Tourist season is upon us in Philadelphia. You can barely get a seat in my favorite place to write: the cafeteria tables at the back of the Independence Hall Visitor Center. (I find the terrifying rictus of the fiberglass Rocky statue inspiring.) But it struck me as I elbowed my way through the crowds of tourists the other day, children snoozing on the storytellers' bench, parents eagerly waiting for the next tour guide to arrive: What's it like for those guides to tell the story of the birthplace of America when it feels like we're living in the final throes of this grand experiment?

I kid. Mostly. But we have been talking for a year now — amid the immigration debate and the Mueller investigation and the Parkland shooting — about what our founding fathers would have wanted for us. About the state of the democratic institutions founded right here in our little neighborhood. I wondered how that translates to the world of tour guides — and to the out-of-towners who spend the summer sweatily plodding around our great city. (We love you guys. Stay. Try a hoagie and see how many vowels you can fit into the word.)

So, as I do every time I think about Philadelphia's past, I called my buddy Bob Skiba, who trained me to be a tour guide and is a mentor and sage to hundreds like me.

Skiba, the curator at the William Way LGBT Community Center, has been charged over the last few years with whipping our tour guides into a nationally respected squad of crack historians. To him, troubled times offer an opportunity to foster dialogue. While the tours are nonpartisan, his narratives have changed — and so has his whole interpretation of Independence National Park. This year he's even adding a new section to the tour guide handbook: how to speak to people in such a fractured world.

"For me, it's about encouraging groups to see the connection with what they see in the park and what they see in the current situations," he said.

It's a tightrope, he conceded, but outside the Liberty Bell, he tells his tours about the importance of compromise. At the President's House, he talks of how George Washington worried that two political parties would spell the demise of the country, even though we all want the same thing at heart: a home, a meal, an unbothered life. Even if we have such different ideas about how to get there.

And though other tour guides say they notice eye rolls among liberal groups and chest puffing among the MAGA types when they bring up our current president, it's something else that strikes Skiba. After the Parkland shootings and the debate that has followed, he sees anxiety in the eyes of children on Independence Mall. They pass through the security gates and worry they haven't been checked enough.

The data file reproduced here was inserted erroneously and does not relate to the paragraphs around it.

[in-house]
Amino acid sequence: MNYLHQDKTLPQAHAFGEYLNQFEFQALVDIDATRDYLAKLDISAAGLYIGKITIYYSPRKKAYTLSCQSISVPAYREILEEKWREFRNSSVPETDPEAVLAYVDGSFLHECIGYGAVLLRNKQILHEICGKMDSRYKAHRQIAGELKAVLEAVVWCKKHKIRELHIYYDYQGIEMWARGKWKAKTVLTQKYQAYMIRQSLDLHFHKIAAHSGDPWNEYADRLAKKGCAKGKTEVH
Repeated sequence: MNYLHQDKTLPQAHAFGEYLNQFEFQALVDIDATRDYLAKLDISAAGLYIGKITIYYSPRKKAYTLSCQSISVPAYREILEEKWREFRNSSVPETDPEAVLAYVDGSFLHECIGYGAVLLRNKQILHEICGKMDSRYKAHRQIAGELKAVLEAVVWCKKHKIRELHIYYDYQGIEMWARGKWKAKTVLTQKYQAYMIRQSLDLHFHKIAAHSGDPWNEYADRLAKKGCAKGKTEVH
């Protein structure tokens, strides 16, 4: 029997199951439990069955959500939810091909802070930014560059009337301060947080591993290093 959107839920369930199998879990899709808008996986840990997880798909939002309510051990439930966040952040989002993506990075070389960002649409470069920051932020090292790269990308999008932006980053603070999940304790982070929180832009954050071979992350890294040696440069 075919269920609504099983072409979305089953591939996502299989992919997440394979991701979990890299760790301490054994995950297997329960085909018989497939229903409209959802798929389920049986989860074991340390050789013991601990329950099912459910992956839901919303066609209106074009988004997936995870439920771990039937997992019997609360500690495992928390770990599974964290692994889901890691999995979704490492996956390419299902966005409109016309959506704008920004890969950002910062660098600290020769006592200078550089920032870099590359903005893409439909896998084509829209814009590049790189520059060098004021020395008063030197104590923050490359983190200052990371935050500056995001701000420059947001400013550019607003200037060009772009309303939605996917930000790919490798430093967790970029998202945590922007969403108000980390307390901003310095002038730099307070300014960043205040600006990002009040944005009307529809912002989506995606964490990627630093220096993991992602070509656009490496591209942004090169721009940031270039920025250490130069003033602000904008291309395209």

While Skiba has tried to take a measured tack, Ed Mauger, who serves as president of the Association of Philadelphia Tour Guides, is taking a slightly more … apocalyptic approach to today's political climate. In keeping with Philly's tendency to take to the streets at the drop of a tricorn hat, he recently published a piece in the National Standard, the place to go for guiding news, called "Can Tour Guides Save the World?"

Philly's got some dogs in this fight. Consider the neighborhood, Mauger tells his groups. Philly guides lead people around an eight-block radius where Benjamin Franklin laid the foundations for an informed citizenry, Thomas Jefferson proclaimed its ideals, and Washington and John Adams proved it could actually work.

These are weird times for tour guides.

"It's an extraordinarily rich and disturbing irony that the person doing the most damage to our democracy is the president," Mauger said. In an effort to inform the citizenry like Franklin before him, he's working to save the world one pointed historical tidbit at a time. He notes that Philadelphia pioneered affordable health care at Pennsylvania Hospital on Eighth Street. That the city accepted boatloads of French Catholic immigrants at a time when anti-Catholic sentiment was high and no other colony would take them. (First, we made them wait on a boat, then an island for a few months. "We didn't do it with all that grace, but we did it, reluctantly," Mauger said. That should be the city motto.) And listen to him talk about Ben Franklin founding the city's first library.

"Leather apron workers, shopkeepers, are now walking around talking about important issues which would lead to them demanding freedom for themselves," he said. "What does Trump say? 'I'll be your voice.' That is how he sees populism. Franklin was saying, 'I'll empower you so you have your own voice.' That's real populism."

Tour guides can't save the world, Mauger concedes. But they do their part. Here, especially, in a time when dialogue is so broken, they can try to get people talking again.